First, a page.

Finally, Ms. Roden notes that argan oil, a wonderful if obscure oil from southern Morocco, is regarded as "aphrodisiac." Actually, a mixture of argan oil, honey, and ground almonds is called "Moroccan Viagra" in that part of the world. The reality behind this seems to be the combination of sugar for quick energy and protein plus easily digestible, nourishing oil for stamina. It's also used for kids, to make them grow better, and no one thinks it will turn them into sex demons, so we're talking nutrition here, not lust per se. Turkey has an equivalent: lukum candy made from grape juice and walnuts ("Turkish Viagra"--according to Istanbul market men).
11 commentWas this review helpful to you?YesNoSending feedback...
Thank you for your feedback.
Sorry, we failed to record your vote. Please try again
Report abuse
25 of 26 people found the following review helpful
on August 1, 2011
This book is a modern version of the author's The New Book of Middle Eastern Food. In other words it contains a lot of amazing pictures and fewer recipes. This is also a book made at the request of the publisher. At the time the author apparently wanted to include Syria and Iran as well, but those were "axis of evil" countries and including them would reduce sales according to the publisher [interview available on the web]. The book is not bad, but I would stick to the author's original any day.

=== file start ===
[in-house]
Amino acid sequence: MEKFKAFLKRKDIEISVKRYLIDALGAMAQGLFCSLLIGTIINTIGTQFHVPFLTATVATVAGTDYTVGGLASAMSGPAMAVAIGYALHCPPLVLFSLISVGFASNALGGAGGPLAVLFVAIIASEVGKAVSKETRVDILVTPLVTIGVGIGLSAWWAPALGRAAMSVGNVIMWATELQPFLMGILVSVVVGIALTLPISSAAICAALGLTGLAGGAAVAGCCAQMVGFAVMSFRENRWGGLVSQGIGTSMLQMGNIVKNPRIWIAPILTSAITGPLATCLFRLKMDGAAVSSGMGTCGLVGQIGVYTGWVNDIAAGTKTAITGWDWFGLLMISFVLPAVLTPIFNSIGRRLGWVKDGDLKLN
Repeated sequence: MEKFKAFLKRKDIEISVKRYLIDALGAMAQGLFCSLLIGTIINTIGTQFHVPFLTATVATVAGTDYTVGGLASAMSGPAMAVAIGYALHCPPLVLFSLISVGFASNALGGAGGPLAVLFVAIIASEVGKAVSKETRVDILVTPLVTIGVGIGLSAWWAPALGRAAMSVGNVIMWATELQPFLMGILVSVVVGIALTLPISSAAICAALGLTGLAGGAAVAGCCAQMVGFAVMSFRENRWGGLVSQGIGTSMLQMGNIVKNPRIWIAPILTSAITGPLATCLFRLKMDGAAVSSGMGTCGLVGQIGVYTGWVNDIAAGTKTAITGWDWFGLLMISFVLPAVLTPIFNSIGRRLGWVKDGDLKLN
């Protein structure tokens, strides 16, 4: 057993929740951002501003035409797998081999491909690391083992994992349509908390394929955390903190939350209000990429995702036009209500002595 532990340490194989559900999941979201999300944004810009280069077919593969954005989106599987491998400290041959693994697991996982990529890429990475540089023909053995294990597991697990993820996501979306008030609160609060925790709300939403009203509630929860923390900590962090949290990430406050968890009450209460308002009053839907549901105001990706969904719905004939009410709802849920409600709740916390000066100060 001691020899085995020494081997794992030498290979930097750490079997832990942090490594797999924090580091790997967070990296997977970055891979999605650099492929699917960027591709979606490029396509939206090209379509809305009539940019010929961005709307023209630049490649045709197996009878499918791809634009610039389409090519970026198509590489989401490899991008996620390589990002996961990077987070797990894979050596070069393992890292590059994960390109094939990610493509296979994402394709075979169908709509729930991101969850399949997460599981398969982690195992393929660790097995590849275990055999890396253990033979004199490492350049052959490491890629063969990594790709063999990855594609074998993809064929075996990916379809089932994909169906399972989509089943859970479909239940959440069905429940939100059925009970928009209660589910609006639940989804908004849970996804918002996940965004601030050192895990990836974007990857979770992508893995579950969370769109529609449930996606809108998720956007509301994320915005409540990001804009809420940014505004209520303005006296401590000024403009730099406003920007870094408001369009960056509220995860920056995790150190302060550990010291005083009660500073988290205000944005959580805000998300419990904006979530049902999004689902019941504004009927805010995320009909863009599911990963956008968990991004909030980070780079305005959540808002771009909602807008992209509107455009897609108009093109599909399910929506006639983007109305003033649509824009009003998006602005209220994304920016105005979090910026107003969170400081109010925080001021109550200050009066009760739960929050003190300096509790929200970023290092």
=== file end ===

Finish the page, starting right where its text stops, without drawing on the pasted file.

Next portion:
Finally, I really hate when the same author publishes similar books but doesn't tell the potential readers how they differ.
11 commentWas this review helpful to you?YesNoSending feedback...
Thank you for your feedback.
Sorry, we failed to record your vote. Please try again
Report abuse
38 of 43 people found the following review helpful
on January 10, 2007
Roden is undeniably an expert on the foods of the Middle East and North Africa. Here she throws three fairly disparate cuisines from the region at us - Morocco, Turkey, and Lebanon. There's some overlap in ingredients, but for the most part these are very different ways of looking at some of the same foods. That in itself is interesting, although her linkage between the cuisines - that they were all major imperial centers that traded with other cultures - is less interesting than the food itself.